Kaposi Sarcoma (KS) is common in people with human immunodeficiency virus (HIV) but can also
occur in people who do not have HIV. KS tumors usually involve the skin, but may also involve
lymph nodes, lungs, bone, and gastrointestinal tract. Researchers want to see if a drug that
is currently used to treat a type of breast cancer can help.
To find a safe dose of abemaciclib to treat KS and to see if it can shrink lesions or tumors.
People ages 18 and older with KS.
Participants will be screened with some or all of the following:
Blood and urine tests
Chest x-ray and/or computed tomography scans
Lung or gastrointestinal tract exam with an endoscope (a flexible instrument to examine the
interior of the organ)
Heart function tests
KS lesion assessment
Skin sample from a KS lesion
Treatment will be given in 28-day cycles. Participants will take the study drug tablets by
mouth everyday. They will keep a medicine diary. They will get the study drug until their
cancer gets worse or they have unacceptable side effects.
Participants will have a study visit at the beginning of each cycle. At these visits, they
will repeat some screening tests. They may have medical photographs taken of body surfaces.
They may complete questionnaires about their quality of life. They may give skin and saliva
samples. For skin samples, an area of skin will be numbed. A small circle of skin over an
area affected by KS will be removed.
Participants will have follow-up visits for up to 2 years after treatment ends.
Kaposi Sarcoma (KS) is a multicentric angioproliferative tumor, caused by Kaposi
sarcoma-associated herpesvirus, that most frequently involves the skin, but may also
involve lymph nodes, lungs, bone and gastrointestinal tract. It is most common in people
with HIV but may also occur in patients without a diagnosis of HIV. Patients with
HIV-associated KS have worse survival than HIV-infected patients without KS.
As it is a relapsing and remitting condition, patients with KS often require prolonged
courses of cytotoxic chemotherapy and improved approaches for refractory and recurrent
KS are needed to decrease morbidity among patients with KS.
Cell cycle dysregulation is one of the hallmarks of cancer and has been developed as a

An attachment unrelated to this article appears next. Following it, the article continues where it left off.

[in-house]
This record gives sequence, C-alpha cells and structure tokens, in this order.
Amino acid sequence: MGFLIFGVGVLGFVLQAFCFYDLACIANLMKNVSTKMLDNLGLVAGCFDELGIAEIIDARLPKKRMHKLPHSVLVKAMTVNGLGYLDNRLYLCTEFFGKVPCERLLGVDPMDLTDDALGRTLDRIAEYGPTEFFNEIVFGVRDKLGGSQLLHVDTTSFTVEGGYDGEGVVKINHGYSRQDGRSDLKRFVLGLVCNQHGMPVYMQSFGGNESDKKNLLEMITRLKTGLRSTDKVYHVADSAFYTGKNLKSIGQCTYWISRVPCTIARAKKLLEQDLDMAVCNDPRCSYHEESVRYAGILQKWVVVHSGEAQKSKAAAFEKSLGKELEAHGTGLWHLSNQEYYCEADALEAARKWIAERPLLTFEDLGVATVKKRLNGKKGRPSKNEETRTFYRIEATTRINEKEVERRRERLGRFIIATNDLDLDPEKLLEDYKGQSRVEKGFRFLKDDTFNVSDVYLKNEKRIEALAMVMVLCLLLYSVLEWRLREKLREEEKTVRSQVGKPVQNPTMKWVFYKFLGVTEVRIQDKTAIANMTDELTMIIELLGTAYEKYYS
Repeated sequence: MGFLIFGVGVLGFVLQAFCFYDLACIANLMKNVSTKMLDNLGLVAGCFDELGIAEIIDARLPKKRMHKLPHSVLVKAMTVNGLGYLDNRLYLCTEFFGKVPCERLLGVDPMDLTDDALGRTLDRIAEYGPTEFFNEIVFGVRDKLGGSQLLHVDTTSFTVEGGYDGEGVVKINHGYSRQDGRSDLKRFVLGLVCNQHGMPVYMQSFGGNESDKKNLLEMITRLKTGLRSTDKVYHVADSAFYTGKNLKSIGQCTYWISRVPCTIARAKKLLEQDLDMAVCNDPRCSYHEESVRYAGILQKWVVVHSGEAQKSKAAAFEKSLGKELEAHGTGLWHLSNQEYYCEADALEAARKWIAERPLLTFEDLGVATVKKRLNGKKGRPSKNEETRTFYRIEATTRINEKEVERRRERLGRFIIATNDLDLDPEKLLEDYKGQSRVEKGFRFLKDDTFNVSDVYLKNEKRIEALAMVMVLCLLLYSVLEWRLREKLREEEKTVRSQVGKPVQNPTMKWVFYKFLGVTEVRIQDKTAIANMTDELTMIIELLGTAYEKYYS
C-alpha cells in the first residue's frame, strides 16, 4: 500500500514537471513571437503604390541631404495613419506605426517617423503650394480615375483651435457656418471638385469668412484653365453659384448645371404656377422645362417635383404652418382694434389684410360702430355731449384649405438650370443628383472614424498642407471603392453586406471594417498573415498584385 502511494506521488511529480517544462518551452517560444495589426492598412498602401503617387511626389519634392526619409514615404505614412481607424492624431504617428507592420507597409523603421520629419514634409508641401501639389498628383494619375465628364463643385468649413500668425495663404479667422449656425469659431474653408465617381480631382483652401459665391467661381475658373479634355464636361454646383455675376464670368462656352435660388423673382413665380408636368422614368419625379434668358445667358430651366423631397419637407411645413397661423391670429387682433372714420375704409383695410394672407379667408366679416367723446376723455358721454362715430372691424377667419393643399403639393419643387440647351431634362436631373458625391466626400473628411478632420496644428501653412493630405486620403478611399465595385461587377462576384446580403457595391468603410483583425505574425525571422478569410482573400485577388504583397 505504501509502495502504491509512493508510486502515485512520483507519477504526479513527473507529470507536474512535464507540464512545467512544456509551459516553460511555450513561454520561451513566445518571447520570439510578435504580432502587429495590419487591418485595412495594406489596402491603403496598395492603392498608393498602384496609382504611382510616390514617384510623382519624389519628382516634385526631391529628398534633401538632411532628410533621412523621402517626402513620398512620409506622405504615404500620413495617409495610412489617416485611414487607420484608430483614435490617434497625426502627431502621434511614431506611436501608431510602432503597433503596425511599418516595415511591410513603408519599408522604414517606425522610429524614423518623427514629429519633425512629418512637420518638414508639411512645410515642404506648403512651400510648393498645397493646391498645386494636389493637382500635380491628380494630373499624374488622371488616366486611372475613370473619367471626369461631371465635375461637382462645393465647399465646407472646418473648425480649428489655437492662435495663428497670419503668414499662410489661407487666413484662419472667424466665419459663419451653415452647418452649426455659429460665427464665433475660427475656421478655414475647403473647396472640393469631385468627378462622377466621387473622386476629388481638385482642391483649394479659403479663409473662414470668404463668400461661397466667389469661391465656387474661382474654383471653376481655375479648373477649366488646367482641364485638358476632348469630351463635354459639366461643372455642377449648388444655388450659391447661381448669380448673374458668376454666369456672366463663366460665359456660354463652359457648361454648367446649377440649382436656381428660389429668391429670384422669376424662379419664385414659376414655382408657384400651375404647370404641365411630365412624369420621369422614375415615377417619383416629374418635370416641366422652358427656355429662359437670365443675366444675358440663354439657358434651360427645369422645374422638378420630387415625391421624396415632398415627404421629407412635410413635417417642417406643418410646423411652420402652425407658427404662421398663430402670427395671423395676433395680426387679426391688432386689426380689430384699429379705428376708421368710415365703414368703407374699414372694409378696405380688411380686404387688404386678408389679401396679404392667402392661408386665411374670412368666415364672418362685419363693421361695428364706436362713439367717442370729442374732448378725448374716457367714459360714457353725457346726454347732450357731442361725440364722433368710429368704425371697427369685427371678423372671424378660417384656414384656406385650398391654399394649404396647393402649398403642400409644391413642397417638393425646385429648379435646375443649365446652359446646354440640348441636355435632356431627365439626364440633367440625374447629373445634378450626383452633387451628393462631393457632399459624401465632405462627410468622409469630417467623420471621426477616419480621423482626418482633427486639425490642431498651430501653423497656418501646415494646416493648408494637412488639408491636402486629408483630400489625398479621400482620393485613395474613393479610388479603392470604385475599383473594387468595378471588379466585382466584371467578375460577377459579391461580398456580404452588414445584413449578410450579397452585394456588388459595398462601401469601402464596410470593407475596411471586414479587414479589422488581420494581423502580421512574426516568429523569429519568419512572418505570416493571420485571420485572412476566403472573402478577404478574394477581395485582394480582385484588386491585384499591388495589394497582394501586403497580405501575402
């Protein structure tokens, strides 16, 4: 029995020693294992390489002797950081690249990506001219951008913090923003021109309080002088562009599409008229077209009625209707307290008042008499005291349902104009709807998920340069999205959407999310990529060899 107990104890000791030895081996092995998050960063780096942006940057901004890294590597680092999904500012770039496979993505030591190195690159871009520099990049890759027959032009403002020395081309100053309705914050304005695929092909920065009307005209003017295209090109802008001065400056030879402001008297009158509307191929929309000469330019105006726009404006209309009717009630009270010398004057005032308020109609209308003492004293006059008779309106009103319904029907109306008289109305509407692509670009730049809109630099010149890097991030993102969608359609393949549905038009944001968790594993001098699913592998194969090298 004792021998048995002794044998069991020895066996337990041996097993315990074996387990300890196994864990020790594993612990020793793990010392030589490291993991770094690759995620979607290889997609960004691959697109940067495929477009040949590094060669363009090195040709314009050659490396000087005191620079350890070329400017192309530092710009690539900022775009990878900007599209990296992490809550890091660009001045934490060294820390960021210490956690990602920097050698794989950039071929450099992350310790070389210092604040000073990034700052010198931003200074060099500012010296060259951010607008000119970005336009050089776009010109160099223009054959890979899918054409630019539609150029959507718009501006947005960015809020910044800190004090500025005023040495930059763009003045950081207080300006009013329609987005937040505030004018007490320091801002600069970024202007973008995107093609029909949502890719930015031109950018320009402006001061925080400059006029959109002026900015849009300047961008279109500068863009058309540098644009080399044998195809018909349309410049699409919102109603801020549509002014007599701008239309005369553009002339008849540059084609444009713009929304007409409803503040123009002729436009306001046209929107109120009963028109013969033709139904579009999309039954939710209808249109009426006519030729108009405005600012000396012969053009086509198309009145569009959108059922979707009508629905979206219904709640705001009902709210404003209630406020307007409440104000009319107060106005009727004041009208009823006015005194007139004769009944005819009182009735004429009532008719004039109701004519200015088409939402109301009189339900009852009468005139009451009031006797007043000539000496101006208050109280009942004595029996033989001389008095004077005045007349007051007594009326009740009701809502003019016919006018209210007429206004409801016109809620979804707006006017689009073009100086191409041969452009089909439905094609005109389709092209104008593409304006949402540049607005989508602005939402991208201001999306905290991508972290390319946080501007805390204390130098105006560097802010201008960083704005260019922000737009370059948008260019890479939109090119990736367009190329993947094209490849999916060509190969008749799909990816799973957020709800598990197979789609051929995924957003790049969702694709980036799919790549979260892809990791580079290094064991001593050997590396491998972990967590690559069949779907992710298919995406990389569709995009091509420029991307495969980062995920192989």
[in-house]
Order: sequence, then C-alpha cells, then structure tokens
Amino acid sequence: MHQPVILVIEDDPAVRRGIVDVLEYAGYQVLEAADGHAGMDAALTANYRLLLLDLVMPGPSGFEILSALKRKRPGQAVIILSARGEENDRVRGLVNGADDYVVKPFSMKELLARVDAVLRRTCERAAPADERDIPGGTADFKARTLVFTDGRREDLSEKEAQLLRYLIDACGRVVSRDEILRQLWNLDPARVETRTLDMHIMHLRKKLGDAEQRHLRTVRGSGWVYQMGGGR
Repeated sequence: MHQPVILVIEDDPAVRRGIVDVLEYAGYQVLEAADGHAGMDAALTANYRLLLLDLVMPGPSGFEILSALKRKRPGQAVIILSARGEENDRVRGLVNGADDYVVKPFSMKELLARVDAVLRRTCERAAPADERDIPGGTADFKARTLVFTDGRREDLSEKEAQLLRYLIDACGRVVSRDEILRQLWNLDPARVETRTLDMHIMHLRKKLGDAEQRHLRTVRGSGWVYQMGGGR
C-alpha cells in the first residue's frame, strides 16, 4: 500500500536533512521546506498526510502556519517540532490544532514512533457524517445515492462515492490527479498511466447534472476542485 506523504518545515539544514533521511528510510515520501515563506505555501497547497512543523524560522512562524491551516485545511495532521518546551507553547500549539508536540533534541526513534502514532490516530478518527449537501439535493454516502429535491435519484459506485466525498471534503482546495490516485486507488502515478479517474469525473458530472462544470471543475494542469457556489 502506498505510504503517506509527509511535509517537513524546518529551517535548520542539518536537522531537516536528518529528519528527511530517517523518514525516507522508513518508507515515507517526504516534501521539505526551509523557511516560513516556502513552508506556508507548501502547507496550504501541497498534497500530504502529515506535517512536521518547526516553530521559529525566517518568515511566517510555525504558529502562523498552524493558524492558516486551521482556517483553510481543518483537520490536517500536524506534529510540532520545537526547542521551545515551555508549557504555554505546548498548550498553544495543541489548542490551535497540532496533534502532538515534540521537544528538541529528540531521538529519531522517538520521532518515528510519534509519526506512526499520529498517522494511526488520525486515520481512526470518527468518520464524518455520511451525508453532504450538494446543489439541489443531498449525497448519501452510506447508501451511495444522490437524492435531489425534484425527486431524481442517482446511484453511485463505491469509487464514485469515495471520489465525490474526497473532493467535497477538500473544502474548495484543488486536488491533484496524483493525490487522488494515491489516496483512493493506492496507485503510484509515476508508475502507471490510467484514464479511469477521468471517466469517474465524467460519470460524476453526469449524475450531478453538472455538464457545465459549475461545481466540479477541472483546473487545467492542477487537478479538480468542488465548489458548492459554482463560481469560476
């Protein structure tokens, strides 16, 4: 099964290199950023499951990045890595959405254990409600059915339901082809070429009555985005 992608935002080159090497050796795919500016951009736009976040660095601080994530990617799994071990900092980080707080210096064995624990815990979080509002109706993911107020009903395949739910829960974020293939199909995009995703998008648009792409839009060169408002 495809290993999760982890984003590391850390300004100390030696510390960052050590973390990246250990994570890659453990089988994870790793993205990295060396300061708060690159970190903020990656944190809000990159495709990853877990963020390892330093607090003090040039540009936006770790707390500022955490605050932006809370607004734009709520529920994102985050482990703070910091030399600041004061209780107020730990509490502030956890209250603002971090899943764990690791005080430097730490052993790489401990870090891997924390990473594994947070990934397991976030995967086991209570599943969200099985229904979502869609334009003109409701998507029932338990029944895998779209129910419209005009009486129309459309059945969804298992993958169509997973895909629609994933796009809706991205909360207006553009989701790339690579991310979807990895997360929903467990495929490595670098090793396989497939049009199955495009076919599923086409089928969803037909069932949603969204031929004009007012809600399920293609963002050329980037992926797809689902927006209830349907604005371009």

therapeutic target in patients with metastatic breast cancer. Cell cycle is controlled
by several proteins, including cyclin D kinases (CDKs), cyclins and retinoblastoma
(Rb)-E2F signaling pathway.
Abemaciclib is an orally available cyclin-dependent kinase (CDK) inhibitor that targets
the CDK4 (cyclin D1) and CDK6 (cyclin D3) cell cycle pathways thereby inhibiting
retinoblastoma (Rb) protein phosphorylation in early G1.
KS is an endothelial tumor, and KSHV-infected endothelial cells serve as the best
current model for KS as there are no good animal models for this disease. Abemaciclib
was found to inhibit proliferation of KSHV-infected and uninfected human umbilical vein
endothelial cells (HUVEC) at doses as low as 0.1 microM.
Published Phase I/II studies demonstrated that abemaciclib led to clinical responses in
patients with metastatic breast cancer and other tumor types, such as glioblastoma,
colorectal cancer, and melanoma.
Abemaciclib is a therapy licensed for use in metastatic breast cancer both as
monotherapy and in combination with other cancer therapies and the safety and efficacy
profiles of this agent are very well known. We hypothesize that abemaciclib will be
well-tolerated and patients with KS who have received prior therapies will derive some
-To evaluate the safety and tolerability of abemaciclib in participants with both untreated
and previously treated Kaposi sarcoma
Age >=18 years
Histologically confirmed Kaposi sarcoma (KS)
KS requiring systemic therapy, with either no prior systemic therapy or history of at
least 1 prior line of systemic therapy:
3 weeks from last chemotherapy
3 weeks from last immunotherapy
At least five measurable cutaneous KS lesions with no previous local radiation, surgical
or intralesional cytotoxic therapy to these measurable lesions.
ECOG Performance Status (PS) <= 2
Participant must be willing to give informed consent.
Participants can be HIV positive or negative.
Antiretroviral therapy (ART) for HIV+ participants
Participants receiving other investigational agents will not be eligible.
This is a phase I/II study assessing the safety and efficacy of abemaciclib in
participants with previously untreated or treated KS.
In the phase I portion of the study, up to 18 KS participants treated with prior therapy
will be enrolled in a 3+3 dose de-escalation schema using 2 dose de-escalation levels.
Following identification of an optimal dose and schedule, an expansion phase (Phase II)
will be initiated. Up to 25 previously untreated or treated KS participants will be
Abemaciclib will be administered as an oral planned starting dose of 200 mg twice daily
(in the morning and evening) without regard to meals. Abemaciclib will be given
continuously; one cycle equals 28 days.
Participants will receive therapy until optimal tumor response, unacceptable toxicity,
the participant s request to discontinue therapy, or PI decision. Participants with
disease progression will have the option of an additional 12 weeks of treatment, if the
PI feels that they are deriving clinical benefit.
If you are confirmed eligible after full screening, you will be required to understand and sign the informed consent if you decide to enroll in the study. Once enrolled you may be asked to make scheduled visits over a period of time.
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